Personal injury claims are sometimes seen as something of an arduous task, in large part due to the length of time it can take for a claim to be successful. While many of us are used to instantly getting results and information, claims can seem like a process which drags on for the longest time.
The reality is that personal injury claims have innumerable variables which typically see claims getting settled in a rough six to twelve month timeframe. Why does it take this long, and what variables play a part in determining whether a personal injury claim is successful? Let’s look at some of the areas which affect claims, and why understanding said nuances could help you get a clear idea of what personal injury lawyers do.
Helping establish a claim
So, what does someone in an accident do if they’ve gotten a personal injury? Do they declare they’re going to claim and go straight to court? The simple answer is no. Anyone looking to carry out a personal injury claim needs to meet with a personal injury solicitor whose job it is to analyse what has happened and provide expert legal advice.
Anyone thinking of starting the claim process should speak with a specialist, as they’ll be able to determine what type of claim is needed and what the chances of success are. The claims process is all-encompassing and has more niches than I could begin to mention here. With personal injuries covering anything from work accidents to hitting potholes, a respected solicitor is going to help establish a claim as they see fit.
Understanding what a claim encompasses
If you’re familiar with any TV show or movie involving a lawyer, you’ll often hear the phrase “my client is seeking damages”. Damages are the key figure of a claim. How anyone gets to that figure is dependent on two things: special damages and general damages.
Special damages are tangible figures which can be measured, for example, loss of earnings from time off work and expenses related to your care while recovering fall in this remit. General damages are things which cannot be explicitly measured, e.g. pain, mental issues and associated trauma. These two components are used to give a rough figure for damages (we’ll get to how a figure is decided shortly).
Taking responsibility for a claim
Another misconception regarding personal injury claims is that things get heated between the two parties when a claim is made, but this couldn’t be further from the truth. Claims have to follow a formal process which typically looks like this:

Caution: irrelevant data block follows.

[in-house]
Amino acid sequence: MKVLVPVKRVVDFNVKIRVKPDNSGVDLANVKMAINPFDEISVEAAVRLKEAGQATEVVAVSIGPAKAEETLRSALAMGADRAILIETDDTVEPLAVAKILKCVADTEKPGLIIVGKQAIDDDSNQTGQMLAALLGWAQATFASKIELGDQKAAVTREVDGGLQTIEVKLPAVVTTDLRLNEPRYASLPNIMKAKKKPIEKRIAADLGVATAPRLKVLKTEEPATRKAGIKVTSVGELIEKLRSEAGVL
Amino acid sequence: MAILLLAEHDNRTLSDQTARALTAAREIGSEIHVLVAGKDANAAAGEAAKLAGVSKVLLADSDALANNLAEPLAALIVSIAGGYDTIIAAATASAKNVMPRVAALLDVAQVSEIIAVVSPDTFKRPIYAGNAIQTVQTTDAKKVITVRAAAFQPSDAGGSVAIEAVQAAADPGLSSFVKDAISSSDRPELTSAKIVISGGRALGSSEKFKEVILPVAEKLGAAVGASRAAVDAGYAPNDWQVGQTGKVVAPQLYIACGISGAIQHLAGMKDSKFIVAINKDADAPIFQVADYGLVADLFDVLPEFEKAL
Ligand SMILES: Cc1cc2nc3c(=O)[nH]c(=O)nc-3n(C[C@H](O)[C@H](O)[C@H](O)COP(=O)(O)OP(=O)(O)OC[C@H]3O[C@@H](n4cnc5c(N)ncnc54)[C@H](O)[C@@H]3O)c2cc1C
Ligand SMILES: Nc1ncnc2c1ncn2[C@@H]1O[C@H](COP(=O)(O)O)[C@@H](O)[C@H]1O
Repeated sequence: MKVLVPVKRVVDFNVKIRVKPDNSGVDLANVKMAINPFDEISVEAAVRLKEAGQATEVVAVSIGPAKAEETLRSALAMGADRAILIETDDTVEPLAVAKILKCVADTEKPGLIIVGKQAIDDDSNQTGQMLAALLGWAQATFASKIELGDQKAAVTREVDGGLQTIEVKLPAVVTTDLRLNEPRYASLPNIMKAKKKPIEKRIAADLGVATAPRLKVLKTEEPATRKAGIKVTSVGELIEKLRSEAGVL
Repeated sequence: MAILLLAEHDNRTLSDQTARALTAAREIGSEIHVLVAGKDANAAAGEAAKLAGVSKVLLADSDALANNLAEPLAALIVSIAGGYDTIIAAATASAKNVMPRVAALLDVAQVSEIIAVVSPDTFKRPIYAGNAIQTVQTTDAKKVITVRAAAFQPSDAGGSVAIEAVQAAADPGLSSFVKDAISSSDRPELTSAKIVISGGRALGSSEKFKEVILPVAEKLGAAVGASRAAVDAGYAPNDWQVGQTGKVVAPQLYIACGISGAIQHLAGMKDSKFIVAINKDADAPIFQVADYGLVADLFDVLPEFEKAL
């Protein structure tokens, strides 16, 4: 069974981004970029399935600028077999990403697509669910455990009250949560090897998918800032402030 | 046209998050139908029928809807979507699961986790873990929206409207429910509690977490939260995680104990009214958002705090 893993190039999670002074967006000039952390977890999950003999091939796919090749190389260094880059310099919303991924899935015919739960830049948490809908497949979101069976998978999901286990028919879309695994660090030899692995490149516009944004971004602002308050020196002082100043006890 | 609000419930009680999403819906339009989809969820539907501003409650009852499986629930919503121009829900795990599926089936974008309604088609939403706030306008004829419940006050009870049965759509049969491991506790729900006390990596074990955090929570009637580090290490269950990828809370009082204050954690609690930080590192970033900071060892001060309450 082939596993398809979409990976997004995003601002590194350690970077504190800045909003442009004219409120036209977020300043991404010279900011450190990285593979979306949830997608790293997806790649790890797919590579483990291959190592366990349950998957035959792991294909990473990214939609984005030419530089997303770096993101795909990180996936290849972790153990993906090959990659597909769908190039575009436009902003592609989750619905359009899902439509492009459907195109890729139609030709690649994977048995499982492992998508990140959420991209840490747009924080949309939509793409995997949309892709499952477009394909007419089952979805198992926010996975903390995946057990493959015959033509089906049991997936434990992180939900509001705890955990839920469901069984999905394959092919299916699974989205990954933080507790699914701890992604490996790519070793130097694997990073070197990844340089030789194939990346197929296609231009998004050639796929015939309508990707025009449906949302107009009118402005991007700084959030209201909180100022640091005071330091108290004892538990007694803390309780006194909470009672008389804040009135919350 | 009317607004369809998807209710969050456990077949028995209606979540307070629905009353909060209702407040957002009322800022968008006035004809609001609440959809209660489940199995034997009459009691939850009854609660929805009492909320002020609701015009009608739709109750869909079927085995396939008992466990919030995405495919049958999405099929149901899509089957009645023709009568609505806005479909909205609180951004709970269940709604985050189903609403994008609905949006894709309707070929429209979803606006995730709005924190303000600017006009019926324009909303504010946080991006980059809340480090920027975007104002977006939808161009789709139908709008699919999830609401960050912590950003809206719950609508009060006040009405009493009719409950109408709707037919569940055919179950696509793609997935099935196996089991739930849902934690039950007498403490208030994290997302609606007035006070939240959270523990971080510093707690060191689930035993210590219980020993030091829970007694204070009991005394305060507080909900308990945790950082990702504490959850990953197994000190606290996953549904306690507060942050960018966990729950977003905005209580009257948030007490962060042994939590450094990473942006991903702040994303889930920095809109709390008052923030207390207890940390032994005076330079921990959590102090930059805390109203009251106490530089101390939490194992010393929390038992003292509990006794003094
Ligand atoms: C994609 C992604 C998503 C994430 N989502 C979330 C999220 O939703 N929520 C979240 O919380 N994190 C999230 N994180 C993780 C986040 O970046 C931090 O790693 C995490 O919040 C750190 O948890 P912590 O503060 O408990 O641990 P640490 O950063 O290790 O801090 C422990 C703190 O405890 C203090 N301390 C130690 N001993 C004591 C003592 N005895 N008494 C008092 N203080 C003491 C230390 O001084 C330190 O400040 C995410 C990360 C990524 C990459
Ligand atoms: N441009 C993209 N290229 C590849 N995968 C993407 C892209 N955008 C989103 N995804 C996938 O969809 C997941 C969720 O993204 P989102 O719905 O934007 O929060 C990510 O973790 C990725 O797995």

- A lawyer/solicitor drafts a formal letter of claim, which details everything and why someone is claiming compensation
- The letter is sent to the defendant, who then (remember, we’re looking at the UK here) has 21 days to acknowledge receiving the formal letter. They then get three months to find a lawyer/solicitor to look at the claim in detail before deciding whether they will take responsibility, deny parts of the claim, or outright deny responsibility
Depending on what response is given after those three months, the claim can then proceed, or the prosecuting party will review the denial and suggest appropriate recourse. In cases where the defence accepts responsibility, the party claiming typically then needs to be medically assessed for a medico-legal report which is used in the personal injury claim. This process is usually carried out after the response in case the initial reply denies certain elements which can then be addressed in the medico-legal report.
Getting an appropriate claim
You may be familiar with the term “claim culture” which alludes to the mentality that people will want to claim whenever they can and do so in the hopes of getting as much as possible. The reality is that most claims are not resolved with a heady back or forth or high demands being made. This is the part of the claims process that most people don’t grasp, yet it could be seen as the most pivotal.
When deciding on a claim, your lawyer will use the evidence (usually medical records) and then assign what they believe to be an appropriate figure. Any reputable lawyer will not be out to get as much money as possible, but a reflective amount (in their experience) of the damage caused.
Without it descending into a barter system where both sides haggle on the amount, it is common for the defence to actively offer a settlement figure first, as a means to show they are acting appropriately and don’t want to take a claim to court. It will only be in instances where that figure is grossly below where your lawyer values your claim that things can end up going to court, but this is usually something both sides will try their hardest to avoid, as it will see costs spiral, with neither party wanting to invest the time.
Always get help
Thanks for reading this brief overview of the personal injury claim process. I hope it wasn’t too overbearing and gave some clarity about what can be a confusing experience. Just remember that if you ever feel like a claim is warranted, always find reputable advice from a local source.